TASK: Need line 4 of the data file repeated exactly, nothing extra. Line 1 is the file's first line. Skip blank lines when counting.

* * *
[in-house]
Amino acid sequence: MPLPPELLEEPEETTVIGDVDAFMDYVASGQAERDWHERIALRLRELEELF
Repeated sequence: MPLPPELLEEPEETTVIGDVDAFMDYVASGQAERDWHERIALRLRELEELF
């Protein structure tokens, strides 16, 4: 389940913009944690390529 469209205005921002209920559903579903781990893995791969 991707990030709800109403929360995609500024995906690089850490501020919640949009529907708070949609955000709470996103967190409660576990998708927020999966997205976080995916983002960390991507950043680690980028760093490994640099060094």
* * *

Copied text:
């Protein structure tokens, strides 16, 4: 389940913009944690390529 469209205005921002209920559903579903781990893995791969 991707990030709800109403929360995609500024995906690089850490501020919640949009529907708070949609955000709470996103967190409660576990998708927020999966997205976080995916983002960390991507950043680690980028760093490994640099060094």